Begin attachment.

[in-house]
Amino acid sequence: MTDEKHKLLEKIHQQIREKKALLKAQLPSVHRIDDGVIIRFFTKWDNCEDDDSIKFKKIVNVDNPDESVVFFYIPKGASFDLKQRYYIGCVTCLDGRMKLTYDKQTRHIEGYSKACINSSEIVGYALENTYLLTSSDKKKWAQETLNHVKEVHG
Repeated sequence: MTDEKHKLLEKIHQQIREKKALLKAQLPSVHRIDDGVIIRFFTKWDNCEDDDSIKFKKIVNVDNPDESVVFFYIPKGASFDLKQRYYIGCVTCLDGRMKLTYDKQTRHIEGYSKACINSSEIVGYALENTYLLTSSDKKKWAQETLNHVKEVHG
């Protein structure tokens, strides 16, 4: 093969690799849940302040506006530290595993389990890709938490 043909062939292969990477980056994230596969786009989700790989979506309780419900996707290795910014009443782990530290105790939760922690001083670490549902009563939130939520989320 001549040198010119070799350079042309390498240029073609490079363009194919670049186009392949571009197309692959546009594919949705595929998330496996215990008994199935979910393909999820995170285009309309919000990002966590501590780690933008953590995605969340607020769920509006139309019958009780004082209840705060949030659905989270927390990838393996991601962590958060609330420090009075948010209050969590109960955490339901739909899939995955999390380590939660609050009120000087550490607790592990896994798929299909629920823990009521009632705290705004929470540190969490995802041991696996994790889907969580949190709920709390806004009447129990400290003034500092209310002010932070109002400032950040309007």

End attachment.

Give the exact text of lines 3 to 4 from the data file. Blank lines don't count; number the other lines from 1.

Repeated sequence: MTDEKHKLLEKIHQQIREKKALLKAQLPSVHRIDDGVIIRFFTKWDNCEDDDSIKFKKIVNVDNPDESVVFFYIPKGASFDLKQRYYIGCVTCLDGRMKLTYDKQTRHIEGYSKACINSSEIVGYALENTYLLTSSDKKKWAQETLNHVKEVHG
């Protein structure tokens, strides 16, 4: 093969690799849940302040506006530290595993389990890709938490 043909062939292969990477980056994230596969786009989700790989979506309780419900996707290795910014009443782990530290105790939760922690001083670490549902009563939130939520989320 001549040198010119070799350079042309390498240029073609490079363009194919670049186009392949571009197309692959546009594919949705595929998330496996215990008994199935979910393909999820995170285009309309919000990002966590501590780690933008953590995605969340607020769920509006139309019958009780004082209840705060949030659905989270927390990838393996991601962590958060609330420090009075948010209050969590109960955490339901739909899939995955999390380590939660609050009120000087550490607790592990896994798929299909629920823990009521009632705290705004929470540190969490995802041991696996994790889907969580949190709920709390806004009447129990400290003034500092209310002010932070109002400032950040309007």